The diet of Kalahari springbok is highly variable and diet selection is influenced by season and time of day. Kalahari springbok make regular use of natural licks, presumably to supplement their dietary requirements. This may have an environmentally degrading effect, especially due to lick locations, but may not be so serious as to require conservation efforts. Compared to other activities, feeding was the most important activity of springbok and had the highest frequency of occurrence during all seasons and at all times of the day in the present study. Climate and weather conditions were found to have a significant effect on the feeding behaviour, as did shade and direct sunshine. In general, the springbok fed in direct sunlight in the mornings and the frequency of feeding in the shade increased towards midday. They also spent more time feeding in the shade during the hot-dry season than during the cold-dry and hot-wet ones. Wind strength did not affect feeding behaviour, although wind direction did. Springbok fed in the shade more often under northerly and northeasterly wind directions. Herd sizes were significantly related to specific rainfall patterns rather than to rigid seasonal boundaries. The ecological relationship between springbok and blue wildebeest was investigated and evidence was found of competition avoidance through niche separation.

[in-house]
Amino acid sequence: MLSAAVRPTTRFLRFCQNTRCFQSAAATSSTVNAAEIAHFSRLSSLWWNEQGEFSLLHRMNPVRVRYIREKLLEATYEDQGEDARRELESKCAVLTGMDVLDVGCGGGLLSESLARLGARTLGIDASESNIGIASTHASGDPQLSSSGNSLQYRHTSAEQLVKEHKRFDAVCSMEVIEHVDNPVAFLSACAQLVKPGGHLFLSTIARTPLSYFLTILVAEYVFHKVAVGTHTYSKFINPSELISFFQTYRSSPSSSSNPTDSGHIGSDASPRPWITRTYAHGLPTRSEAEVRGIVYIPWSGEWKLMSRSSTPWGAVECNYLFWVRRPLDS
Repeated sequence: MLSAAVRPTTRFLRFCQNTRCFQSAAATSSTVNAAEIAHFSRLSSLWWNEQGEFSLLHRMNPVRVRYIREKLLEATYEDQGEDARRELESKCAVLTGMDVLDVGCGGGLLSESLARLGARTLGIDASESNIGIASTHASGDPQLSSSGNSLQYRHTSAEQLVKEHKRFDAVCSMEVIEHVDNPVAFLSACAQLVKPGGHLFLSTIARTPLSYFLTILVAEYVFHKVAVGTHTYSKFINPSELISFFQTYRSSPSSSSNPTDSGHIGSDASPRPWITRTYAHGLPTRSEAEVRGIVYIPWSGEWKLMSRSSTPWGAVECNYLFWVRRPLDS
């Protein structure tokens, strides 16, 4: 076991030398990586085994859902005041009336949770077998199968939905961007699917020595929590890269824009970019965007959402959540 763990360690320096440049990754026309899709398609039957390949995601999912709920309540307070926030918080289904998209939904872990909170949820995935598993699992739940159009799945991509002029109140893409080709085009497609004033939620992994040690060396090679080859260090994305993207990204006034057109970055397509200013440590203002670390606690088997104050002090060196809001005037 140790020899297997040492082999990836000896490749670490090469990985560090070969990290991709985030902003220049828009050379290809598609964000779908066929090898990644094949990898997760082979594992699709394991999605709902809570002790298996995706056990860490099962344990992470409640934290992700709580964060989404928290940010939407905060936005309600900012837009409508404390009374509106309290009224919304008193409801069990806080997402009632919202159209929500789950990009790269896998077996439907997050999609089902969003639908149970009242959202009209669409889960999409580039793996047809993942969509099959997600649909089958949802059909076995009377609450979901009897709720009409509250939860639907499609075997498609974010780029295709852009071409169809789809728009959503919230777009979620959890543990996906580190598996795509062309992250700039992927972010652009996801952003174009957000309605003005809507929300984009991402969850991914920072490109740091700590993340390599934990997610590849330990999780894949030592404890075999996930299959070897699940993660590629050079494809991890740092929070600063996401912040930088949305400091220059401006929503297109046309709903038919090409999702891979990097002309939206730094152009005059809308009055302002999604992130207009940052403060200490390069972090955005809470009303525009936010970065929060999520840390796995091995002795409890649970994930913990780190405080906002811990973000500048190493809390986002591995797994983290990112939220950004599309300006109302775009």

The study showed that springbok behaviour was significantly influenced by time of day, season, wind and rainfall and the hypothesis that environmental conditions affect springbok behaviour significantly can confidently be accepted. The presence of large trees that provide shade was important as these seemed to afford some protection against the extreme heat in the middle of the day or against hot winds from the north to northeast. These results imply that changes in climatic conditions, such as those predicted by climate change, or changes in vegetation structure due to degradation, will affect springbok behaviour. The information that was gained from this research project gives an overview of the current springbok ecology in the Kalahari; it serves as a valuable benchmark for future studies on springbok behaviour; and provides background knowledge to generate hypotheses on possible reasons for the decline in springbok numbers that can be investigated in future studies.



We thank Camelbak International for their support and express our gratitude to the Kalahari Gemsbok National Park for approving this project and the University of Pretoria and the National Research Foundation (GUN 2053522) for their financial support.



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Correspondence to:
Margaretha W. van Rooyen



Postal Address: Department of Plant Science, University of Pretoria, Pretoria 0002, South Africa